# Gödel Incompleteness Theorem - Primitive Recursive Functions

I'm currently studying Gödel's Incompleteness Theorem and I am in doubt about his use of primitive recursive functions.

To study it, i'm in the point of view of a system of predicate logic with the theory of Peano Arithmetic. That predicate logic has the extensions of equality (symbol $=$ defined) and function symbols.

1) In Gödel's proof he defines in some point the primitive recursive functions. Those definitions are necessary even if i'm using the function symbols extensions for predicate logic? The function symbols already offer an way of composing functions. An function $f \in F$ has the form of $f(t_1, t_2, \dotsc, t_n)$ where $t_n$ is any term of the logical system. But a function $f$ represents a term too. So we can compose functions like in $f(g(x))$ where $t_1=g(x)$. I don't see where the primitive recursion rule would give some benefit.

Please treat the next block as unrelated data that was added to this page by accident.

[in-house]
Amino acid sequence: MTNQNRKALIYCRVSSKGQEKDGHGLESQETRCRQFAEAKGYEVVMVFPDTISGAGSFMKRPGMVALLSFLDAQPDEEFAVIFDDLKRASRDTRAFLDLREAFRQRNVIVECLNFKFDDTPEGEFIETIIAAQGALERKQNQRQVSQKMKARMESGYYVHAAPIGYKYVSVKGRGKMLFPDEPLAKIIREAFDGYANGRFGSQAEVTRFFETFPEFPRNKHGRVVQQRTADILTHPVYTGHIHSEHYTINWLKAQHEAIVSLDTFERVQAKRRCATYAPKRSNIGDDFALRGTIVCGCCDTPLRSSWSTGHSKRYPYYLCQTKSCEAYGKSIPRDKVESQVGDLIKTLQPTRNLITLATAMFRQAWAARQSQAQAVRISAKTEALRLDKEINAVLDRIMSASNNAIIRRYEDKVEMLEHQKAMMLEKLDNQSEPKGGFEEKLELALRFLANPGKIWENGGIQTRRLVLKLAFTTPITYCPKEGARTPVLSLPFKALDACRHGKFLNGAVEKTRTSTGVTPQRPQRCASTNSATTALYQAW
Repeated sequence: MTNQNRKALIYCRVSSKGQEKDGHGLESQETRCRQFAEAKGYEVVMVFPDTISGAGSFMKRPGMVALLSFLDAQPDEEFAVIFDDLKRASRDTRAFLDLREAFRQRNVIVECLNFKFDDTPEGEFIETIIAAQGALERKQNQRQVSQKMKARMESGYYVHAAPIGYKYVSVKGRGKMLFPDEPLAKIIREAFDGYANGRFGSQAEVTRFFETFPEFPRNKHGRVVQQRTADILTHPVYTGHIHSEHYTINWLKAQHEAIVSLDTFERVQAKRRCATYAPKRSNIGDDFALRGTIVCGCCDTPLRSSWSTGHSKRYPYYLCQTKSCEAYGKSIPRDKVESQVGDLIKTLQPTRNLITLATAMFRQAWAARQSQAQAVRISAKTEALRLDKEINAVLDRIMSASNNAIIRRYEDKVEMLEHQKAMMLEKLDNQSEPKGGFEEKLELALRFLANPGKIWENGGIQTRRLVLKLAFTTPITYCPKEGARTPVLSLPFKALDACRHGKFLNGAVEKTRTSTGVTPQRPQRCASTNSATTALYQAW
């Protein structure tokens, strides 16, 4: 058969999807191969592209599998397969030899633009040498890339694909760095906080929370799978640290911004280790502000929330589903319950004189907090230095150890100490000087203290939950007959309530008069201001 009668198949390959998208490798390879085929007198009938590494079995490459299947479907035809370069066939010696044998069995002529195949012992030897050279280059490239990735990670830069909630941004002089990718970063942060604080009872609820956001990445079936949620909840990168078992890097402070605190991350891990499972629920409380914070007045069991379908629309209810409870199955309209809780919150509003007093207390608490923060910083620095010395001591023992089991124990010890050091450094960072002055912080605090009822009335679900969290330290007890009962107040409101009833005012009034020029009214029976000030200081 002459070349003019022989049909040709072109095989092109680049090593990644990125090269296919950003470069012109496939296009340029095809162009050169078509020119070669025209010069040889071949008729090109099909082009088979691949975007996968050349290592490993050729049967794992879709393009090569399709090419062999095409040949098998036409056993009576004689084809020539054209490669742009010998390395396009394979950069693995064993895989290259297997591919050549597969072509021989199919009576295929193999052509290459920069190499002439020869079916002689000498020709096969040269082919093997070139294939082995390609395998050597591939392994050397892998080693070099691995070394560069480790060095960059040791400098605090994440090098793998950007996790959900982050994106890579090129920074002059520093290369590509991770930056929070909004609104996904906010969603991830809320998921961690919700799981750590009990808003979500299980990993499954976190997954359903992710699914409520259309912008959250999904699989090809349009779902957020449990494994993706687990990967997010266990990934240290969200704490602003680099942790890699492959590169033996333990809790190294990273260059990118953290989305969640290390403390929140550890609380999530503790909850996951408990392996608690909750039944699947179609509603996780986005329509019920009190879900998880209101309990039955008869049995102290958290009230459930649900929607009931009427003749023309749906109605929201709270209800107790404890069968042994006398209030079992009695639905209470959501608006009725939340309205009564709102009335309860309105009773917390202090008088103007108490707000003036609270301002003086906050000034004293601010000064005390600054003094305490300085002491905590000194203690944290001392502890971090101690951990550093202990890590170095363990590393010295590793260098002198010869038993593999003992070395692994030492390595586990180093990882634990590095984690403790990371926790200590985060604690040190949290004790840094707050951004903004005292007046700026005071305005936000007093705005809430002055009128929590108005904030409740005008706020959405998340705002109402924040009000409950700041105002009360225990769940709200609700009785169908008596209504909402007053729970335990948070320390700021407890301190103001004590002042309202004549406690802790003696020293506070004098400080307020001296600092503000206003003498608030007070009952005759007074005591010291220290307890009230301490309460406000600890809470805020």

2) Another doubt is whether the primitive recursive functions is in the syntax domain or in the semantics domain. If in the semantic domain, how can I use expressions from inside the logical system? For example, in defining those functions i use the concepts $\forall$, $\exists$, $\land$ and the like.

3) At some point in the proof, he introduces the representability concept. It afirms that any definable relation can be expressed as a formula of the system. Why is this used for?

Thank you in advance.

• Representability shows that (among others) the primitive recursive functions have analogues within the system. This is part of what makes it possible for the system to "talk about itself" (via indexing). – André Nicolas May 25 '12 at 14:46

What this is used for is to connect "correct proof" at the metalevel with a property in the formal system. Gödel proves that "$x$ is (the Gödel number of) a valid proof of formula $y$" is a primitive recursive property, and therefore there is a formula in the system itself that is provable exactly when you plug in numerals for Gödel numbers of valid proofs. This is the core of the construction of an undecidable sentence.